By Mark Brown, columnist
One thing I’ve noticed about homeless people over the years is that most tend to have a long memory when it comes to the kindness of strangers.
Those living under Lake Shore Drive at the Wilson Avenue viaduct, whom I introduced to you in Sunday’s column, are no exception.
Without prompting, they started listing for me all the nice things that people have done for them in their time on the streets.
There was the woman who paid to put them up for two nights in a Lincoln Avenue motel during the worst of this winter’s cold spells.
There’s the taxi driver who drops by every two weeks and gives $2 apiece to anyone living under the viaduct.
Another man comes by regularly to distribute free socks.
The Asian businessman who visited with a briefcase full of cigarettes never reappeared, but his gift of a free pack of Marlboros to everyone still stands as legend.
“Another man stops and asks: ‘What do you need?’ I say I need boots for the snow. He says: ‘OK, I will find for you,’ ” recalls Nicholas “Jose” Hernandez, proudly displaying a pair of old used work boots the man procured for him.
Even some of the local police inquire: “You need anything?”
And then there’s the food: the church lady who comes from the suburbs every Sunday with a home-cooked meal; the Chinese restaurant owner who drops off his leftovers late at night, and lots and lots of McDonald’s hamburgers, so many burgers in fact, owing to the restaurant’s nearby location, that the people under the viaduct pine for a Kentucky Fried Chicken to open in the neighborhood.
“We’ve got more food than we know what to do with,” says Tamara “Tami” Walsh, who has been on the streets for 19 months since losing her home in Channahon. She found out last week that her daughter is expecting Walsh’s fifth grandchild.
I thought Walsh was exaggerating about the food, and still do to some extent, but as if to reinforce the point, Hernandez and Ramiro Velazquez, the homeless marathon runner, picked that moment to feed the birds and squirrels.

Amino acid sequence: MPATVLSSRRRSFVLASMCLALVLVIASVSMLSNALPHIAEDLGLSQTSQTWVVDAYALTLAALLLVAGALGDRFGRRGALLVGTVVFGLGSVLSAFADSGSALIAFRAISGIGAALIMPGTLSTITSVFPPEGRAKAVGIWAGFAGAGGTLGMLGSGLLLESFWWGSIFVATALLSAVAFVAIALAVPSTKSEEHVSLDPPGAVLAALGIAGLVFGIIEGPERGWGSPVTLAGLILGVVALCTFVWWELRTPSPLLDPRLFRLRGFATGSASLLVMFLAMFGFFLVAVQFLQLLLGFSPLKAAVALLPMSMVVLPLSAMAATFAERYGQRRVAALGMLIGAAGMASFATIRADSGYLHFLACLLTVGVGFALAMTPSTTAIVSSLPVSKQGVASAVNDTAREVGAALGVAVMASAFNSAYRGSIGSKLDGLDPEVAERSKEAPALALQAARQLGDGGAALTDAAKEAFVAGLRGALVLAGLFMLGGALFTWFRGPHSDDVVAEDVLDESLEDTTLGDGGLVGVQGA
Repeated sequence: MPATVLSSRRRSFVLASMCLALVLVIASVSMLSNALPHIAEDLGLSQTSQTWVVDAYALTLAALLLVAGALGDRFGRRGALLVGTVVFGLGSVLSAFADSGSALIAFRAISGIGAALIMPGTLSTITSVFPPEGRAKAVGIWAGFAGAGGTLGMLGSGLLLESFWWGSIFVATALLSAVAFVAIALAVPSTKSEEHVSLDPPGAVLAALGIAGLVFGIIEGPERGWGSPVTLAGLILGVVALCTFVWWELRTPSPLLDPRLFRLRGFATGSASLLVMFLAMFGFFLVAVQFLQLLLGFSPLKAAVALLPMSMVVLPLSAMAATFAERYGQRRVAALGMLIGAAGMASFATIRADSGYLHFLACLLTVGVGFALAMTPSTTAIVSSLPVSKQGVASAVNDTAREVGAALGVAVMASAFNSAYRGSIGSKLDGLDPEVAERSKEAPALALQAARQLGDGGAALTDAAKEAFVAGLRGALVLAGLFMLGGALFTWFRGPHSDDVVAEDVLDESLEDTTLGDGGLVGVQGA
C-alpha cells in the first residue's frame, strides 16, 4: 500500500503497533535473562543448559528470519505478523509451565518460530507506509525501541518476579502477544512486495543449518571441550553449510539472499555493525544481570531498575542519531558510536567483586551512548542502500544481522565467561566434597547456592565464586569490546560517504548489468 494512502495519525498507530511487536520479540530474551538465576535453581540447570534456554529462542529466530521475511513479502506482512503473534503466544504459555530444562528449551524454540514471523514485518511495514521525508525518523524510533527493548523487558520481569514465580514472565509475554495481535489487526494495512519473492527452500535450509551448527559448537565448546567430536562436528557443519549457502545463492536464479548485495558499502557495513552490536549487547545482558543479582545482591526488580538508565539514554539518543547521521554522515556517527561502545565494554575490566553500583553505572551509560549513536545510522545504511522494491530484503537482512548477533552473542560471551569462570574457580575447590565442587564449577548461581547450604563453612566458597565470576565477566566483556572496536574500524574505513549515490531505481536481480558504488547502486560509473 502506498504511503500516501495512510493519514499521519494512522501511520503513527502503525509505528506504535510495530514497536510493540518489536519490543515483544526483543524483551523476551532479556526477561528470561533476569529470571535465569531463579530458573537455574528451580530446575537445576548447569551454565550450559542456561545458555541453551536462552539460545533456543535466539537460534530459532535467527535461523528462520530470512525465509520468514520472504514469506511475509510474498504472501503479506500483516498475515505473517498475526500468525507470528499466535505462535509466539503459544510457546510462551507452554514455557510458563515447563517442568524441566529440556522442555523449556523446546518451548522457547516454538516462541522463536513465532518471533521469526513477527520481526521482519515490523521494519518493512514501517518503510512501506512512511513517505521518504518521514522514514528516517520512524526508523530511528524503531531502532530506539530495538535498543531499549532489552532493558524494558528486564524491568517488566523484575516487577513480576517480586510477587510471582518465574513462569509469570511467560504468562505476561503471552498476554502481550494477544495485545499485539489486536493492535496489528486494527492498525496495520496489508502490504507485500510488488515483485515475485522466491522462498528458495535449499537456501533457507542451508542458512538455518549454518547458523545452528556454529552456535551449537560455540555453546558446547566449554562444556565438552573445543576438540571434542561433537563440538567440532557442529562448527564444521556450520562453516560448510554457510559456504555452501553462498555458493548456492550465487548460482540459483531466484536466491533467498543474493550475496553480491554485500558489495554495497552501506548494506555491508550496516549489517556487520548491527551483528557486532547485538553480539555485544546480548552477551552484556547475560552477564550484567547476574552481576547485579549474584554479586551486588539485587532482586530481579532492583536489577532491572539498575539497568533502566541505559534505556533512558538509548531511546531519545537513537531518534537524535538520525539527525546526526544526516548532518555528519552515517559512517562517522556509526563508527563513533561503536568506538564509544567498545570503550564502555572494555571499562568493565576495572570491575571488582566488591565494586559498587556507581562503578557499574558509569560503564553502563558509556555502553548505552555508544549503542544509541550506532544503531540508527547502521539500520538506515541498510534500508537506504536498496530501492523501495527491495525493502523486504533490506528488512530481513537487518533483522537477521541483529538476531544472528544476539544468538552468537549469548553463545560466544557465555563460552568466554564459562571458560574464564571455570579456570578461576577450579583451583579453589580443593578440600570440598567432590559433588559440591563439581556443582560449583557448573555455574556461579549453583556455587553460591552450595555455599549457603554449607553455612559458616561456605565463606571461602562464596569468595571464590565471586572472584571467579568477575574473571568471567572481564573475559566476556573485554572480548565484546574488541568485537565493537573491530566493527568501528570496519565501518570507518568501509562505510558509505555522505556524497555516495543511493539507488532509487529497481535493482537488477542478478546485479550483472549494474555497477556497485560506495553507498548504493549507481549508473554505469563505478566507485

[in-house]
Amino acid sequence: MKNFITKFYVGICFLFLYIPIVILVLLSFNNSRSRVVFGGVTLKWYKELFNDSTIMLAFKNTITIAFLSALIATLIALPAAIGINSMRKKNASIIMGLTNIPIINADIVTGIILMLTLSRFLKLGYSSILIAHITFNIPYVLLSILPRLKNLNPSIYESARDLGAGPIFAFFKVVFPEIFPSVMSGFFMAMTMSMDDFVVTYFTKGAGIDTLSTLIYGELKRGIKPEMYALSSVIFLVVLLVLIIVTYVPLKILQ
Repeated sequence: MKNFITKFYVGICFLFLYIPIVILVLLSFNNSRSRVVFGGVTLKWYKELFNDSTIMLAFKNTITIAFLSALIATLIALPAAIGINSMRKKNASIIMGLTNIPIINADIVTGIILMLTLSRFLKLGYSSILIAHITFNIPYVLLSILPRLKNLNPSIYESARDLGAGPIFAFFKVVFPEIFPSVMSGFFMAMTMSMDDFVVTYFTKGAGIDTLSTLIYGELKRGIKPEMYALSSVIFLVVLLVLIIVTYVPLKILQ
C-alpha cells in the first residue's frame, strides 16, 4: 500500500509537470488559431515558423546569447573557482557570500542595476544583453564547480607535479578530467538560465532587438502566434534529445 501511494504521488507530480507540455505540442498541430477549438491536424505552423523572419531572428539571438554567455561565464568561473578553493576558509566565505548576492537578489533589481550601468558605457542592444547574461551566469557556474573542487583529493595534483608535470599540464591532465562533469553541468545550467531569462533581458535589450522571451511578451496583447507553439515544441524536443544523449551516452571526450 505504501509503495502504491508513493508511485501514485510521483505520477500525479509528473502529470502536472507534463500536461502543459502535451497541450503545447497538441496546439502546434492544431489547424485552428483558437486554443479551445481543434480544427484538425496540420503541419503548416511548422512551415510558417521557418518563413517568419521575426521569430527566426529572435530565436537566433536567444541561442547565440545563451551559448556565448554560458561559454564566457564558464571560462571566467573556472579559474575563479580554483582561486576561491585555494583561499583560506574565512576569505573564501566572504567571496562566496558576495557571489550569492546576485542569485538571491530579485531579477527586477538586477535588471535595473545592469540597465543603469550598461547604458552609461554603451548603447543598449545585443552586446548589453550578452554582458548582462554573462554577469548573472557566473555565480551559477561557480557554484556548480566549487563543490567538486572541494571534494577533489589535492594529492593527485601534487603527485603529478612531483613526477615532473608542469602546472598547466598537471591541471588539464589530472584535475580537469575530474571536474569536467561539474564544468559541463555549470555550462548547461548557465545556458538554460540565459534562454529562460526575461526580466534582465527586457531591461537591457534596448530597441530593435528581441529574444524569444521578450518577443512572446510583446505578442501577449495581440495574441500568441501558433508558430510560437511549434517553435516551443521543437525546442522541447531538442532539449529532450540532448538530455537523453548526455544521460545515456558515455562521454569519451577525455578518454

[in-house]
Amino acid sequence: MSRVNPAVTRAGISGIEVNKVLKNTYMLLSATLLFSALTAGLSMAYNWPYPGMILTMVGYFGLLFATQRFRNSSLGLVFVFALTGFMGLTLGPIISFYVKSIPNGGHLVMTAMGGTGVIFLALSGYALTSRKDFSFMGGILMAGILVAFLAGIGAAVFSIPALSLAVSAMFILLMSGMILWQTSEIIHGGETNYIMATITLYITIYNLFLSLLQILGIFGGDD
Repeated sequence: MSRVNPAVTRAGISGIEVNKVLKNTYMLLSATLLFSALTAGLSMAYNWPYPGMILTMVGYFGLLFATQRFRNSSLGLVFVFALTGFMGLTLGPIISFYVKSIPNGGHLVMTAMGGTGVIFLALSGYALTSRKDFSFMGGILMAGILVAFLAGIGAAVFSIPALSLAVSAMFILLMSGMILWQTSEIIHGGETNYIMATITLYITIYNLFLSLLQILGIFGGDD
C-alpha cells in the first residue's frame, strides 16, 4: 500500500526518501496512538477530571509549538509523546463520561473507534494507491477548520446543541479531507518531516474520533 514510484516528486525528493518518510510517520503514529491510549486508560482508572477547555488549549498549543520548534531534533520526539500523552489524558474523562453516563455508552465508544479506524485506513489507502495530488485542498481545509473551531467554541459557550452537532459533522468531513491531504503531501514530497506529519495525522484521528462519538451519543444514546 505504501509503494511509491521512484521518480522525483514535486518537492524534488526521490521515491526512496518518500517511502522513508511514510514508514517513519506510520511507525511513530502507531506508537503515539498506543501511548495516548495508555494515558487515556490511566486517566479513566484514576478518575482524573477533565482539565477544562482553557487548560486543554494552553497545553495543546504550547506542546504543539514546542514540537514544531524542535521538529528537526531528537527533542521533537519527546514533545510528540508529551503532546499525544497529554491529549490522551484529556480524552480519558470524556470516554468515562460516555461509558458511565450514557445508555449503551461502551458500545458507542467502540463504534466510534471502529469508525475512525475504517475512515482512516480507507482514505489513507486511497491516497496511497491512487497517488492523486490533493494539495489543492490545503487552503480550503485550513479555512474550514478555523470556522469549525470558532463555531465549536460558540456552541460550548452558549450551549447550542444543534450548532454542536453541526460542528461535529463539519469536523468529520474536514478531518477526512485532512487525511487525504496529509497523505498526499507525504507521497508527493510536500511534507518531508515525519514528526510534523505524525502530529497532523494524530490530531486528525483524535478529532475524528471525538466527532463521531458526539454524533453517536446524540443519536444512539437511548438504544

They did so by reaching into their food stash and chucking pieces of leftover McDonald’s cheeseburgers onto the Hill — their name for the Lake Shore Drive embankment.
“Have you fed the possum yet?” Walsh asked.
Robert Zachowski, homeless for two and a half years now by his count, assured her they had fed the possum earlier in the day.
Because of their largess (owing to their visible location at the Wilson Avenue exit), the folks under the viaduct say they also share their food with other homeless people who sleep in the park around the golf course.
In the category of strange but true, the viaduct dwellers say they don’t really need food from the Salvation Army’s mobile soup kitchen, which stops just yards away every weekday.
With all the other donated food, most told me they don’t eat the free soup, although they do avail themselves of the assistance of the Salvation Army social workers who accompany the food truck and try to solve other problems for them, including the biggest one — finding housing.
Long before their local alderman (who need not be named again so as to avoid beating a dead horse) took aim at the Salvation Army truck, the people under the viaduct had started counting him as a person who was not a friend to the homeless—owing to some of his other efforts to “help” them.
Somebody might argue that all those individual acts of charity from strangers amounts to “enabling” the homeless people to live like they do. While that may be true to an extent, my personal opinion is that nobody can go wrong by clothing the poor and feeding the hungry.
In her time under the viaduct, Walsh said she has met a homeless doctor and a homeless lawyer and homeless schoolteachers.
“There have been very many educated people that lived on this hill and under this viaduct,” she said.
Homeless people were living under the viaduct before Walsh arrived, and she expects homeless people will be there after she is gone. She’s been accepted into a program that will help her get an apartment.
Homeless people “will always be here because this is where they can get stuff. This is where people will help you. The alderman ain’t going to be able to change that,” she said.
He can try.